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Catherine Pugh Resigns As Mayor Of Baltimore

Patrick Semansky/AP

Weeks after she was accused of self-dealing, a month after she took a paid leave of absence for her health and just days after FBI and IRS raids, Catherine Pugh has resigned as mayor of Baltimore.

Speaking at a press conference in his downtown Baltimore office, her lawyer Steven Silverman read statement from Pugh. The 96-second long resignation letter read in part:

“I'm sorry for the harm that I have caused to the image of the city of Baltimore and the credibility of the office of the mayor. Baltimore deserves a mayor who can move our great city forward."

In her statement, Pugh thanked Jack Young for his "steadfast leadership in my absence." 

"I am confident that I have left the city in capable hands for the duration of the term to which I was elected," her statement continued.

Pugh's resignation ends just over one month of uncertainty. The first-term Democrat, citing only a case of pneumonia, began indefinite paid leave April 1 as allegations of self-dealing and doing personal business with companies seeking to land lucrative contracts with the city swirled around her.

While city and state officials alike called for her resignation, Pugh insisted that she “fully” intended to return as mayor.

Credit Emily Sullivan/WYPR
Catherine Pugh's attorney reads her resignation statement before members of the press.

The FBI and IRS raided seven properties associated with Pugh last week, attracting national news coverage, frustration from Baltimoreans and renewed calls throughout the city and state for Pugh to resign.

All 14 City Council members signed a joint statement earlier this month demanding Pugh’s resignation, but under the city charter, a mayor can be forced from office if convicted of crime, as former mayor Shelia Dixon was in 2009.

Under the city charter, Jack Young, the city council president who has been acting mayor since Pugh took her leave of absence, becomes the official mayor immediately.

He said in a statement he has worked hard for the past month “to keep government’s focus on providing essential services to our citizens” and pledged to maintain the same focus.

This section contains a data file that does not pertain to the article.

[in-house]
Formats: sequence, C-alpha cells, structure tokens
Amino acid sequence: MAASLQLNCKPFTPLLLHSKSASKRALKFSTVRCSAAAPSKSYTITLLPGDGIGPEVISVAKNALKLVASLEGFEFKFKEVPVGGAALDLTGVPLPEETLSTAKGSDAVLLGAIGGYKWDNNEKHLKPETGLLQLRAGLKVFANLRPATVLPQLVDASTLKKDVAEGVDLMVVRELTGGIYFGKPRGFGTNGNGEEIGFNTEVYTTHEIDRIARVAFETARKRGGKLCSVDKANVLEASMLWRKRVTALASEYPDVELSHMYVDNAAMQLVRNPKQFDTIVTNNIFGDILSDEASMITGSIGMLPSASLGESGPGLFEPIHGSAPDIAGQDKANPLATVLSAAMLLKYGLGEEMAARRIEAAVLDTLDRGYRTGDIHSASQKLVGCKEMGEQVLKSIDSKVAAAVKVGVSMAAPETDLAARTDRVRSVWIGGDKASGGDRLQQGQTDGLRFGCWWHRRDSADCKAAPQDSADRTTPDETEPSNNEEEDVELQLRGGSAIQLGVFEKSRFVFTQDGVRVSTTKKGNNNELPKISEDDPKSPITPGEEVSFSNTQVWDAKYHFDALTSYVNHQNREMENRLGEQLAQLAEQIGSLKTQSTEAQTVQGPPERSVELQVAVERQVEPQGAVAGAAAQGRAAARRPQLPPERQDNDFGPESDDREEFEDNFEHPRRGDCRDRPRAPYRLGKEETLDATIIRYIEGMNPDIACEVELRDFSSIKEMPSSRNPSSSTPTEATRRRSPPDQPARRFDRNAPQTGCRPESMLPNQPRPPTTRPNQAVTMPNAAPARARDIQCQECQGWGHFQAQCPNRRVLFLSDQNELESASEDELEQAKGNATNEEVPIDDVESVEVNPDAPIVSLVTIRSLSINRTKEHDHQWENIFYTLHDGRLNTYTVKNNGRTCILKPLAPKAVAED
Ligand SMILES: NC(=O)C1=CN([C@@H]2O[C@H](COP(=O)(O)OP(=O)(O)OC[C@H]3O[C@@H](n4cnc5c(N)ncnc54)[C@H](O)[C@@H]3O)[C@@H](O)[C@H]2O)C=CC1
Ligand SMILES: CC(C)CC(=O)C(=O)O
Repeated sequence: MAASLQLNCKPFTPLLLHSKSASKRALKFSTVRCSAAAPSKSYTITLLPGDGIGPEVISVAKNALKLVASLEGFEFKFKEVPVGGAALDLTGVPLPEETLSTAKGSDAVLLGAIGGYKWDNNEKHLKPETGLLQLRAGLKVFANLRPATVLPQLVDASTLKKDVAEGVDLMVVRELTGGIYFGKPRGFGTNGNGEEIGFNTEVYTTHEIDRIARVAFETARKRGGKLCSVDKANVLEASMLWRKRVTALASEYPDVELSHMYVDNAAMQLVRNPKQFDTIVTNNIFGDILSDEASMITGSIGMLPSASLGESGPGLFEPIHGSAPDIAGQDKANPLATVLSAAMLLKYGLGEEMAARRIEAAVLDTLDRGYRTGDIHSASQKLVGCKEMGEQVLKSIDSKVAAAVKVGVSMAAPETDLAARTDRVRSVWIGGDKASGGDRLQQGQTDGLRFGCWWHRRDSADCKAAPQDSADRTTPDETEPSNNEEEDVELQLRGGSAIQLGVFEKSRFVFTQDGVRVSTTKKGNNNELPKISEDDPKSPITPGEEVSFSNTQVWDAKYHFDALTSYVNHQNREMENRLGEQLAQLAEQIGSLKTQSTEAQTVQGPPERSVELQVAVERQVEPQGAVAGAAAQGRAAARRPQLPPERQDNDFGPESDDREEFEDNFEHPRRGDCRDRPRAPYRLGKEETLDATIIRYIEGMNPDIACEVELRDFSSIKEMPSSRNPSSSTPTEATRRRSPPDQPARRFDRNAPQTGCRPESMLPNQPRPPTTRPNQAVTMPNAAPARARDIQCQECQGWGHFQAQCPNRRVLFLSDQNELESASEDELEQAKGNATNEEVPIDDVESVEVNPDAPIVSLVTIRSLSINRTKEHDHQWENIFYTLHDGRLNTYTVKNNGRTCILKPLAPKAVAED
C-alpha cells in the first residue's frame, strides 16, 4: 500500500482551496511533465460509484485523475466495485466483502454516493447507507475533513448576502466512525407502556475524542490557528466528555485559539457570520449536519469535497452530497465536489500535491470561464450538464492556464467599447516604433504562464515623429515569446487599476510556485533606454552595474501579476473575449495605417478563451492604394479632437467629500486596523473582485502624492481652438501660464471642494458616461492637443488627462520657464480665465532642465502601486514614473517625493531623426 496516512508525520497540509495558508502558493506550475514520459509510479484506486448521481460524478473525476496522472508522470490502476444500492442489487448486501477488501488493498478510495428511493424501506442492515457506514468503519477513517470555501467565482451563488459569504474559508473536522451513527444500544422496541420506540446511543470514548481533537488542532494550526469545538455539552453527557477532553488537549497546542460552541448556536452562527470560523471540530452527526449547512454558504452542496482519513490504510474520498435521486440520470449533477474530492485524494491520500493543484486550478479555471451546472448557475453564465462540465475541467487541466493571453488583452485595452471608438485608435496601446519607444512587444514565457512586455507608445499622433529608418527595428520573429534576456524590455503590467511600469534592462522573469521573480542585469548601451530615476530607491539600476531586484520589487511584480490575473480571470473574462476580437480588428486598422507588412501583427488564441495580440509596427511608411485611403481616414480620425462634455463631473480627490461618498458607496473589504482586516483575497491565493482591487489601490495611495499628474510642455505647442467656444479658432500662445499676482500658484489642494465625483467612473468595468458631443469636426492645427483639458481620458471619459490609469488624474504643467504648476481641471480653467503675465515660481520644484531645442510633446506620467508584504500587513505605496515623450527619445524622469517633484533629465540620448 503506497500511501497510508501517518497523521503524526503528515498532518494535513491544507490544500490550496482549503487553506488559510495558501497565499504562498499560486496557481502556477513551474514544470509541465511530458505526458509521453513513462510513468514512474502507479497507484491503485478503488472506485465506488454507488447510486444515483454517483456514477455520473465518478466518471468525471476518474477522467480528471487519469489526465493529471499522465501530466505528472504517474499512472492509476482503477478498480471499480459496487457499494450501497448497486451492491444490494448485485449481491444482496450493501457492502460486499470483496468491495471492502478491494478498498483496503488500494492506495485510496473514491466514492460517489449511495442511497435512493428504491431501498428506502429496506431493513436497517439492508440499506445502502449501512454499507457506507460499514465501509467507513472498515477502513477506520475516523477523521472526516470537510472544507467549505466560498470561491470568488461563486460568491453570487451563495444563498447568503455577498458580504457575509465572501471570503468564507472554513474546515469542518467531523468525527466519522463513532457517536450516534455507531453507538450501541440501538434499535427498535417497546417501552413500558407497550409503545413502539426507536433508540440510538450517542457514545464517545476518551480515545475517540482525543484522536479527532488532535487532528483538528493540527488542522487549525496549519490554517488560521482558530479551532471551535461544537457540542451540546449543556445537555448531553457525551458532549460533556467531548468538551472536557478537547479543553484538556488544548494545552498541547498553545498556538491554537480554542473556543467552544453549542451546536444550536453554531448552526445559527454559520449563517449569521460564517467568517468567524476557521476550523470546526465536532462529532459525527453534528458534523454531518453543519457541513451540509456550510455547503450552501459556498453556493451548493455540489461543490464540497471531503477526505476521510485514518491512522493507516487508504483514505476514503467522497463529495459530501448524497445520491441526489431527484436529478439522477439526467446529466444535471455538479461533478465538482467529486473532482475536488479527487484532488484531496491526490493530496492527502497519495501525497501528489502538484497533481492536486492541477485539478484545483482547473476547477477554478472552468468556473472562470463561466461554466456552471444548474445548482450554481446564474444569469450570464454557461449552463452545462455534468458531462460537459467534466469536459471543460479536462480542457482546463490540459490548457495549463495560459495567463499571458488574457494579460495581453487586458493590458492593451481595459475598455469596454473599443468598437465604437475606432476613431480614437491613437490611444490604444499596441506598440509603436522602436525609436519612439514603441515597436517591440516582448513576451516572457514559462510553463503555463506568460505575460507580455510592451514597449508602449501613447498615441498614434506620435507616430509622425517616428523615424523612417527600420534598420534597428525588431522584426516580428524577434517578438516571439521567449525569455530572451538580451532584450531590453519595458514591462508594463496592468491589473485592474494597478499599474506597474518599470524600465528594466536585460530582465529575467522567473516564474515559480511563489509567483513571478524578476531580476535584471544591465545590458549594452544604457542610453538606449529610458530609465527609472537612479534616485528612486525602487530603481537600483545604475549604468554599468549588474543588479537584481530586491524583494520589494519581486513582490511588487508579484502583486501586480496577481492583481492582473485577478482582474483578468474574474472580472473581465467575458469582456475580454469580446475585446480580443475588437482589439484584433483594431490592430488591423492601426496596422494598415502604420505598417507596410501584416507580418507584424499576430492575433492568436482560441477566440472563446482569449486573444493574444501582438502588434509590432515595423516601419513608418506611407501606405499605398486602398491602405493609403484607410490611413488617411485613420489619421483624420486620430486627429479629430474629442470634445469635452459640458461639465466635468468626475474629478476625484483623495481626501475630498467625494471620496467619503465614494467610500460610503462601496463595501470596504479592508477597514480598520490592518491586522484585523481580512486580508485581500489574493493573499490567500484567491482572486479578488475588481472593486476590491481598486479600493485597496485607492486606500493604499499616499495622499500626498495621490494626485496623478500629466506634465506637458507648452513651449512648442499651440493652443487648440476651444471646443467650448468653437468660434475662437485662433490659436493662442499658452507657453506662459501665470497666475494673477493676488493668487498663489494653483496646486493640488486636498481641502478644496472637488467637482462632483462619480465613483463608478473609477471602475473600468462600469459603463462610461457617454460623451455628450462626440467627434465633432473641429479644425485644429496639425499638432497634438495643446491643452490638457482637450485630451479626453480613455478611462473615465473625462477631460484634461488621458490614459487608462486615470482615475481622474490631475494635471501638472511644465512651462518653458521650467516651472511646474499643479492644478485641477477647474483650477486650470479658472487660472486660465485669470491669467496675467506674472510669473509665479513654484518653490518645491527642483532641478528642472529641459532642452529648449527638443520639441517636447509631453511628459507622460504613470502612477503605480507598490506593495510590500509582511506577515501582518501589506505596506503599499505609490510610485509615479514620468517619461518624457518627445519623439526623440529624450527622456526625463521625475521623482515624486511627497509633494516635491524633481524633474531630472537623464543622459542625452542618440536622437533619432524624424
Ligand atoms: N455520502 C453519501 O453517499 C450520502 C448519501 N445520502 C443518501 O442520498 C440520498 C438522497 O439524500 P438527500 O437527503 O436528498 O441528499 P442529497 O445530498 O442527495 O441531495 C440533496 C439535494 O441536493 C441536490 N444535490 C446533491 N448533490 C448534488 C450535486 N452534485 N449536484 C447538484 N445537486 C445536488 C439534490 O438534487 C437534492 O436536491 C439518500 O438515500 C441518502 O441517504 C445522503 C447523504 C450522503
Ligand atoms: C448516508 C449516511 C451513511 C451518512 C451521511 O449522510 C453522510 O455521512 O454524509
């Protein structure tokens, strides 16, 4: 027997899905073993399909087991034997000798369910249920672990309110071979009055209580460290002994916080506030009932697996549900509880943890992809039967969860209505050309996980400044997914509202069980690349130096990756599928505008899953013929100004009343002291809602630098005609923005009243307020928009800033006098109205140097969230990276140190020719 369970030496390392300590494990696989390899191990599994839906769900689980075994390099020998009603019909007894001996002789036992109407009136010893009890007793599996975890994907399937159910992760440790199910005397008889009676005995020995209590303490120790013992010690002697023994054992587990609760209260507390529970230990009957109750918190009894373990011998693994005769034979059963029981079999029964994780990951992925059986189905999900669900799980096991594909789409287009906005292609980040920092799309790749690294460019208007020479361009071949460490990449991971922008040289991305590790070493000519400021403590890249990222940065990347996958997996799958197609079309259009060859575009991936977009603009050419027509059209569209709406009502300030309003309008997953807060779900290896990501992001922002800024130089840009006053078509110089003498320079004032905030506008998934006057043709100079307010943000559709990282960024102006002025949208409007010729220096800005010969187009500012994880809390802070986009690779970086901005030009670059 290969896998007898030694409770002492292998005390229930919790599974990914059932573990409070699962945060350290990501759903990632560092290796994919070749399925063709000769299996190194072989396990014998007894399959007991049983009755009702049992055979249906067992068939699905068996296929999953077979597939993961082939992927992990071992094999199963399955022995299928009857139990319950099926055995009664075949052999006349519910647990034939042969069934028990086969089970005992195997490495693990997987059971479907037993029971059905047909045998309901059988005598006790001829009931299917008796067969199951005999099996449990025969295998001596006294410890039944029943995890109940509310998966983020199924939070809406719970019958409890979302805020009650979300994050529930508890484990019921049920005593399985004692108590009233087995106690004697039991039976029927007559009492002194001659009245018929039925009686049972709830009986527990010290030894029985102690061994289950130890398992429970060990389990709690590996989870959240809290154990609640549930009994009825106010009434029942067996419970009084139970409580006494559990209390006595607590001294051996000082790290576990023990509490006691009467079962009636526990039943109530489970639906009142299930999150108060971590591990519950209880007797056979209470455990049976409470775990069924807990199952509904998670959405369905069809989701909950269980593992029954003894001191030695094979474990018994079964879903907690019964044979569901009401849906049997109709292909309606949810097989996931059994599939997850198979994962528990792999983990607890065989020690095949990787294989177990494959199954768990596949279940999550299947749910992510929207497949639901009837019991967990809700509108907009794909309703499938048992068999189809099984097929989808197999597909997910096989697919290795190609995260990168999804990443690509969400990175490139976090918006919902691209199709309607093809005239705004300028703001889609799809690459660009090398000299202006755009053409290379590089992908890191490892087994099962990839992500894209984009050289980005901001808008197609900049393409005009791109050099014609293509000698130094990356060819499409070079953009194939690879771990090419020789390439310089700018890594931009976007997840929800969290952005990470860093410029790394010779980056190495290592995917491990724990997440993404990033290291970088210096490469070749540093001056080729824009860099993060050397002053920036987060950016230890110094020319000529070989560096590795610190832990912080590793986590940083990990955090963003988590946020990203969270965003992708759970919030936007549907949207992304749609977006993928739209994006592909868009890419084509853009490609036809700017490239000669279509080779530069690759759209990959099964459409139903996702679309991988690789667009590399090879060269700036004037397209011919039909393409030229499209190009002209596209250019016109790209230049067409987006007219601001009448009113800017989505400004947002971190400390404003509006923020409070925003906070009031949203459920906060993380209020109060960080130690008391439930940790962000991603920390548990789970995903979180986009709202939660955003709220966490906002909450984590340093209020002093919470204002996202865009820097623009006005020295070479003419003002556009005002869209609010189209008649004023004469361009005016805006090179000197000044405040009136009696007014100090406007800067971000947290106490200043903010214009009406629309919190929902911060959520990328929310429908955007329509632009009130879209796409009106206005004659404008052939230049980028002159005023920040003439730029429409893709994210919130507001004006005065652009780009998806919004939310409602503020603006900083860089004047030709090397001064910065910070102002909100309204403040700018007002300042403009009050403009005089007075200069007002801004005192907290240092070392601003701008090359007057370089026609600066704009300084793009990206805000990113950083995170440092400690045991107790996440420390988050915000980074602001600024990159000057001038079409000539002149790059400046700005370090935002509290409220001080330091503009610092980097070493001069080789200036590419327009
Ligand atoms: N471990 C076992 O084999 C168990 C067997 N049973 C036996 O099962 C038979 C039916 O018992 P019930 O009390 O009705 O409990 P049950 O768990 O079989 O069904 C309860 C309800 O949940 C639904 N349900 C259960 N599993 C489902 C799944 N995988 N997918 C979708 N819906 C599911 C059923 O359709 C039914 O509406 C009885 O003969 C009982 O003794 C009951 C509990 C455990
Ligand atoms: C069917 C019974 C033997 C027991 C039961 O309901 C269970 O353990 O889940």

“Although I understand that this ordeal has caused real pain for many Baltimoreans, I promise that we will emerge from it more committed than ever to building a stronger Baltimore,” he said.

Young has said previously he has no interest in running for mayor in 2020.

City Councilman Brandon Scott, who is seen as a potential mayoral candidate in 2020, issued a statement calling the day one of “relief and accountability for Baltimore.”

“Now the city can move forward with tackling the vast challenges facing Baltimore, including improving our schools and reducing crime,” he wrote in the statement. “I look forward to working with all of our local, state and federal leadership to get Baltimore back on track.” 

Governor Larry Hogan, who joined the chorus of state and city officials calling for Pugh’s resignation last month, issued a statement saying she had made “the right decision, as it was clear the mayor could no longer lead effectively.”

He said the ongoing investigations by federal authorities and the state prosecutor “must and will continue to uncover the facts,” and pledged the state’s “full support to incoming Mayor Jack Young and to city leaders during this time of transition.”

"My hope, and I suspect the hope of many others in City Hall," said Councilman Bill Henry, "is that now that the Catherine Pugh has resigned and Jack Young is just mayor. no ex officio, no acting, we can get on with restoring the leadership pipeline." 

The council will have to elect a new city council president to serve in Young's stead. Afterwards, "we will just continue the business of running Baltimore City," Henry said.

"But hopefully people will start paying attention to the other issues again, now that this one is behind us," he added.